Review by Andrew Snowdon
65 minutes / Drama / General
In 2002, Megan Shepard was attacked in a park, raped, and left for dead naked in the bushes. Jabari Woods haunted her nightmares every night, even after he was convicted and sent to jail. She spent years rebuilding her life, regaining her confidence, and relearning to open herself to others. Megan Shepard started to believe that the ordeal might, finally, be over. Eight years later, Megan got a letter that brought to light a terrible truth and changed everything—again.
Although Dead Wrong, Megan Shepard, and Jabari Woods are fictional, the situation isn’t. Minneapolis performer/creator Katherine Glover drew the inspiration and the details for this first-person account of a dual search for justice from her experiences as a journalist. She was deeply affected by an interview she did with a woman in a nearly identical situation. This interview and a later story she covered on a similar situation led her to research a multitude of cases of unintentional false accusation; Dead Wrong is the culmination and distillation of that research.
Dead Wrong should have a trigger warning. The material contains graphic depictions of brutal sexual violence, and the detailed emotional recovery of the protagonist over nearly a decade. Glover does not shy away from anything; there is no effort to sugar-coat or filter any of the material. Although the description of the rape itself is quite graphic, the story primarily concentrates on Megan Shepard’s inner struggle, first as a victim and then as someone who has made an honest, but irreversible, mistake. It also raises important questions about prejudice, memory and perception, victimization, and stigmatization. The issues Dead Wrong touches upon are not often talked about, and they probably should be.
Glover’s performance style is dramatic storytelling, and she is a compelling storyteller—which, given the difficult nature of the material is essential or one might instinctively look away. She is a performer who does not overdo the theatrical aspects. The staging is simple and effective; a few folding chairs and a table or two which serve as her apartment(s) and the courtroom. There is very little essential movement, so if you are expecting much more than words, this is not the show you want. Glover is simply Megan Shepard telling her story in the first person, without comic relief. She is natural and clear and highly invested in the material.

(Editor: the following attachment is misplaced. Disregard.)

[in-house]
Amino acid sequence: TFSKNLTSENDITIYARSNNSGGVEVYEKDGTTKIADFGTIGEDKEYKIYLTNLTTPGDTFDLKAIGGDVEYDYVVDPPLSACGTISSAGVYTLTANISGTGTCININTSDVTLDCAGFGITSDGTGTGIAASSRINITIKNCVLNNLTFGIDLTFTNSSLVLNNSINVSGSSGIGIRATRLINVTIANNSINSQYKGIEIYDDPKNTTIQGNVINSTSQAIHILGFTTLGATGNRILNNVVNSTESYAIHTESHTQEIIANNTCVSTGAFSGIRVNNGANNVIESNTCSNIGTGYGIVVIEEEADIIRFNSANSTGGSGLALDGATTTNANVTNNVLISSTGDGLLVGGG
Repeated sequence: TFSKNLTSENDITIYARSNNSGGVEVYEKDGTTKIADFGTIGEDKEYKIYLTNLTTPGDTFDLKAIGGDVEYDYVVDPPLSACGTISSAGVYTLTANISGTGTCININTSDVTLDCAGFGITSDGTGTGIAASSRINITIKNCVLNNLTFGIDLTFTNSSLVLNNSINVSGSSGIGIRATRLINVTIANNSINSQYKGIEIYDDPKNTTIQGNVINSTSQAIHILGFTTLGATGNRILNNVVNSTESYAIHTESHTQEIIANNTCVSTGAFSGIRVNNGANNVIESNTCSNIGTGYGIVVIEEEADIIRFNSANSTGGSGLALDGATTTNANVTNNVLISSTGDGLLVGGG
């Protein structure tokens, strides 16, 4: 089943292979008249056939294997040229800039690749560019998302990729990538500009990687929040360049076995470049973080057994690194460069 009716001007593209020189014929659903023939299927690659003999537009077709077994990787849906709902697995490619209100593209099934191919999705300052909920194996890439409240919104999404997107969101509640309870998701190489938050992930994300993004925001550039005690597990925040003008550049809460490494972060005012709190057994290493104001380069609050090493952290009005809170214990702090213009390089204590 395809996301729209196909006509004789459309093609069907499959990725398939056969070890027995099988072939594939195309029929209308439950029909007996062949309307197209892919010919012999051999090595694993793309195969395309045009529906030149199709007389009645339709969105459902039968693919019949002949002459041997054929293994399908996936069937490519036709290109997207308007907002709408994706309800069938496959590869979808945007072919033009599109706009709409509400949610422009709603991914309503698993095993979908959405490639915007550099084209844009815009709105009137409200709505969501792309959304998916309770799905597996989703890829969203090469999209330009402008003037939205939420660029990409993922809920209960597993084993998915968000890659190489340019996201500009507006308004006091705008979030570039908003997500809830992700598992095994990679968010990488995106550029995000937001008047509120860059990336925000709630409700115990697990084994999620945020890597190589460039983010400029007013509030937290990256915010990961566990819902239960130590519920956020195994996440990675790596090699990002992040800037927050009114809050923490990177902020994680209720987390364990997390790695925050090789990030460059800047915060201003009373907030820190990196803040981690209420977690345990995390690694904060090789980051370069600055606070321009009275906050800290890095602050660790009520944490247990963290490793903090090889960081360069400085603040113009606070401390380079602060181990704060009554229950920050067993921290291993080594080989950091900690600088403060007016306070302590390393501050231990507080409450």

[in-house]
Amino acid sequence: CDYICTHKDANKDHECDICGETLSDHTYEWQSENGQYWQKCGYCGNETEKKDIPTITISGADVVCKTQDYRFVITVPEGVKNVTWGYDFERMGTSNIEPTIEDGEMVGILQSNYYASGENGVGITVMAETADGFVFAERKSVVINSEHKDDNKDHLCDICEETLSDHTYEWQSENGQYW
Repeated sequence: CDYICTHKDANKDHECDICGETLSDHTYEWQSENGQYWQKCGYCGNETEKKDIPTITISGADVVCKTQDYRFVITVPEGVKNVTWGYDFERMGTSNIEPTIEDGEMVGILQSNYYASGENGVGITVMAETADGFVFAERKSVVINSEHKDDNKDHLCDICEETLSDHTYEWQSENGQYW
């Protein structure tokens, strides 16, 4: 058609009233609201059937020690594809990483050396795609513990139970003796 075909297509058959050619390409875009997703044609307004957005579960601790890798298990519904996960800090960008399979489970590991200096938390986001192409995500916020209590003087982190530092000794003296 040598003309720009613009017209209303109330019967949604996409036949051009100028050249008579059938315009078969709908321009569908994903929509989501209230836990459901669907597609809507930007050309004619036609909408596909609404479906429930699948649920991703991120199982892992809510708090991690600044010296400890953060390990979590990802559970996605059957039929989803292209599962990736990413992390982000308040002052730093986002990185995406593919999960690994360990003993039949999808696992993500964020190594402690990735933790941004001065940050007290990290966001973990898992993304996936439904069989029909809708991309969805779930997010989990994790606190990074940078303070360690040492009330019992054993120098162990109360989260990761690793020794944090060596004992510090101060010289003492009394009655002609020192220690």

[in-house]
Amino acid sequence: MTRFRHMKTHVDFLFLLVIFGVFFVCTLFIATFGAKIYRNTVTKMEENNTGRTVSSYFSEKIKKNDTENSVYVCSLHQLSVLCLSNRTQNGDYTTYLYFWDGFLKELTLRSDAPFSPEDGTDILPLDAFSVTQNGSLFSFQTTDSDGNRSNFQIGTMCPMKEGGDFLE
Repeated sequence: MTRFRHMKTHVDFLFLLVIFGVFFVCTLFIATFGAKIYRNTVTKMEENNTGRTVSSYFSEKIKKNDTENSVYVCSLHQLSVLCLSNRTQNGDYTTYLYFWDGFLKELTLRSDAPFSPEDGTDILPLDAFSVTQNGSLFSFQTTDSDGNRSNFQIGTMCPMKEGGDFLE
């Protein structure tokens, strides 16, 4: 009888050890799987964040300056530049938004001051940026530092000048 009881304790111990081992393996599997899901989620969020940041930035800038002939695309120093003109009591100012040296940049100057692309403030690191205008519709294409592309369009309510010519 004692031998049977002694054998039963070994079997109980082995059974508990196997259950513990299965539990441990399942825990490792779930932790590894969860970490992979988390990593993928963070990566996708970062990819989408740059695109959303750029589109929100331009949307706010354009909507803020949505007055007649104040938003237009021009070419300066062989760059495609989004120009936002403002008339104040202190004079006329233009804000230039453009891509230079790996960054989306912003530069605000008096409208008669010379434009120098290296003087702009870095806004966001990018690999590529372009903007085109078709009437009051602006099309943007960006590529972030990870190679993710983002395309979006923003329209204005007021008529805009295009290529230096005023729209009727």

Because it is a complex story that stretches out over the span of a decade, it feels not tedious but definitely long. Some work could be done on the text to improve the flow; the second half of the story is a bit choppy and episodic, which is distracting. But at no point do you not want to know what happens next.
There is no happy ending to Dead Wrong. It is the opposite of light entertainment. If you can handle the subject matter, however, it is fascinating and informative, and worth seeing—but see it earlier in the evening so that you can follow it up with lighter fare. I think Dead Wrong is a very valuable work, and as heavy and dark and serious as it is, worth the prospect of being disturbed for an hour.
Dead Wrong by Katherine Glover is playing at Venue 3 – Academic Hall on Friday June 15 at 9:30pm, Saturday June 16 at 5:30pm, Sunday June 17 at 3:30pm, Tuesday June 19 at 11:00pm, and Sunday June 24 at 7:30pm.